“However,” he continued, “after the quotes I stated ‘told reporters after the game’ indicating that they were not quotes given to me personally. I also included in the article, a couple ‘stock photos’ that were clearly labeled as images that were not taken at this particular game. Therefore, why would I include photos that were clearly not from that game, if I was trying to give the impression that I was there? When I wrote that article, I can honestly tell you that I was not thinking ‘how can I make it look like I was at that game?’ That thought never entered my mind.”

Milliken says Carroll called him up after article was published, and warned him that he was planning to write a column about what he saw as plagiarism.

“He called me a liar and attempted to intimidate and get me to admit that I was ‘intentionally trying to give the impression that I was at that game,’ and that was not the case and that is not what I apologized for,” Milliken said. “I apologized to him for the misunderstanding and that he took my article the wrong way, but I also repeatedly told him that it was not my intention to give the impression that I was at the game, hence, my submitting of photos with the article that were not even from said game.”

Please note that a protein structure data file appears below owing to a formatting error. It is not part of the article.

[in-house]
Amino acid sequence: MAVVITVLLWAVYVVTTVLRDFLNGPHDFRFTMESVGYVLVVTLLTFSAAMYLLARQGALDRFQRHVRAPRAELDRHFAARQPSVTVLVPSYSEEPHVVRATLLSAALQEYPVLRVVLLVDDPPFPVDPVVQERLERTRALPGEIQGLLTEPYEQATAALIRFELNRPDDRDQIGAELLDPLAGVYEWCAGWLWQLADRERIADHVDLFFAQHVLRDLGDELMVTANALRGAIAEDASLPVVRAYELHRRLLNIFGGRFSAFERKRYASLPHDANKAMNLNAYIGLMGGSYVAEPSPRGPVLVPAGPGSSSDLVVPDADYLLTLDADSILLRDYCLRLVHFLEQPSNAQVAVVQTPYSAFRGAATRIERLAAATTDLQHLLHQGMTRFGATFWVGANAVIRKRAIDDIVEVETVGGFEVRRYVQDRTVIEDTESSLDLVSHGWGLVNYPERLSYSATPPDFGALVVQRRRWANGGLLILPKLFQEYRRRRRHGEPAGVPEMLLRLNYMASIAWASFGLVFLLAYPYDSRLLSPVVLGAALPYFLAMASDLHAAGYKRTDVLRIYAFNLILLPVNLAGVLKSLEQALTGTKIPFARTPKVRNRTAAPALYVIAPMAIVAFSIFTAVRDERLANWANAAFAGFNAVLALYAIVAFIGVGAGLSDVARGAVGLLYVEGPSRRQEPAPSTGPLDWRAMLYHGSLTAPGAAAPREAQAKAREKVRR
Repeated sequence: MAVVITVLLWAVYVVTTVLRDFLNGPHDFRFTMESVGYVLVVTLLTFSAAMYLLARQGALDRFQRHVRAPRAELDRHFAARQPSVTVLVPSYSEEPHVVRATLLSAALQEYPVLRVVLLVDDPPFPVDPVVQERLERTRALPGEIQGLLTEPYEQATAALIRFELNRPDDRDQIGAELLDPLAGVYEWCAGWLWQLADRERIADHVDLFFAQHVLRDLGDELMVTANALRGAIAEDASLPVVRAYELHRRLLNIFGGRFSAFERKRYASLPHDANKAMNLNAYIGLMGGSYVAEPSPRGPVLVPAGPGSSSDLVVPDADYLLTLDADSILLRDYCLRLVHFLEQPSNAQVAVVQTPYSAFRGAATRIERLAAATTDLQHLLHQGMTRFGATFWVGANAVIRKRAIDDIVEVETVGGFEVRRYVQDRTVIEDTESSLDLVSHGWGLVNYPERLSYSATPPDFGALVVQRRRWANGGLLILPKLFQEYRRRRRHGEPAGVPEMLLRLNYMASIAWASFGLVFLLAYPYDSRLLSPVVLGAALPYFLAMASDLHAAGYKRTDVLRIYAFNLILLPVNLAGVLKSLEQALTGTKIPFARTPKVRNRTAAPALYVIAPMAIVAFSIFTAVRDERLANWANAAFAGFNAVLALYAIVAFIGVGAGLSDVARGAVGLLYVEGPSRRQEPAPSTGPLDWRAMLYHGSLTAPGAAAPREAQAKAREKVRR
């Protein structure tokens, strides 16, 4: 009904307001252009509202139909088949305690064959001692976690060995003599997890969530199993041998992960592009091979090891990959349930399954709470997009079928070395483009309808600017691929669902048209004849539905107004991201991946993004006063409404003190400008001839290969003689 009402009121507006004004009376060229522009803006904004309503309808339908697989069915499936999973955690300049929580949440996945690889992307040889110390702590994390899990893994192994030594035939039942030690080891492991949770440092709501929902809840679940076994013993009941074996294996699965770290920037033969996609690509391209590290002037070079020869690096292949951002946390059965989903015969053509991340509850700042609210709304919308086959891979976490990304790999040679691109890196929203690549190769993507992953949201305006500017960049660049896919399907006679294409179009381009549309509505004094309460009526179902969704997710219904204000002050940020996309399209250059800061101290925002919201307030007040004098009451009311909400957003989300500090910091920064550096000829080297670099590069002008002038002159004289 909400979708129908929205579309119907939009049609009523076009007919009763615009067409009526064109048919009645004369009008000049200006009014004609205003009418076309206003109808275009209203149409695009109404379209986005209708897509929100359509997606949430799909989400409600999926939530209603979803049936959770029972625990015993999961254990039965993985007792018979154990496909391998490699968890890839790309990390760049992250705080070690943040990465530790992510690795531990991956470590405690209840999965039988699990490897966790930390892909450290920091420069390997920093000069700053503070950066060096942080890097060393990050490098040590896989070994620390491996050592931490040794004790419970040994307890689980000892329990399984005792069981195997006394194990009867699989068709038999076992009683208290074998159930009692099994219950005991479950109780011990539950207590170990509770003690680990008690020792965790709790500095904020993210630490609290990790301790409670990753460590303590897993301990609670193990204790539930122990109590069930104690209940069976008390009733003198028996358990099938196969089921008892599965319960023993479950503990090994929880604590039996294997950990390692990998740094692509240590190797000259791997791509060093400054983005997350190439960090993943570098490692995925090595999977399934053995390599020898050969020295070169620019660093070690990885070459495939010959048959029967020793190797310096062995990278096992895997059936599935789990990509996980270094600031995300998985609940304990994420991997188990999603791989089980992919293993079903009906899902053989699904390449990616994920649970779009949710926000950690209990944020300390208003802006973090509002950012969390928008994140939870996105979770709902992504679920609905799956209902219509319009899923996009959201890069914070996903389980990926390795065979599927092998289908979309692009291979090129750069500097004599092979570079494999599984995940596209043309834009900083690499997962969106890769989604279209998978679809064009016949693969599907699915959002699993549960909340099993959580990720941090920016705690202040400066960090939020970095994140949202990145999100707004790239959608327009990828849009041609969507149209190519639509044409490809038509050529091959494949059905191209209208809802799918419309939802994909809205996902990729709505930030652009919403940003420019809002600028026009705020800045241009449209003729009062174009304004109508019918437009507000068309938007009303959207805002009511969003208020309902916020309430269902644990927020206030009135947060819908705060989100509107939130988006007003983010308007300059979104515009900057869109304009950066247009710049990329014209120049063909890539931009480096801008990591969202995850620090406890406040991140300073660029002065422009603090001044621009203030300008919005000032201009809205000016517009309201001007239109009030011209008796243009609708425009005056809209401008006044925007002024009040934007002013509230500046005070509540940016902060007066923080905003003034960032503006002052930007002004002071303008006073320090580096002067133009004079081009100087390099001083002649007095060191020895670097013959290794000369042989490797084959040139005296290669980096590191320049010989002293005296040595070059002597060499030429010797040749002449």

The conversation was heated, and Milliken says he apologized repeatedly. But he declined to admit he’d tried to pretend he was at the game, or that he plagiarized. That apparently led Carroll to write his column.

“Several times over, I apologized for the misunderstanding … he told me that he didn’t think my apology was sincere enough, so [Carroll said] ‘it looks like I am going to have to write this article’… and hung up on me,” Milliken said. “He even pettily accused me of putting in for the mileage as if I had gone to the game.”

Milliken says the fact that he noted that the quotes came from elsewhere meant the accusations were unjustified and inaccurate.

However, that wasn’t the only accusation Carroll made about Milliken’s work.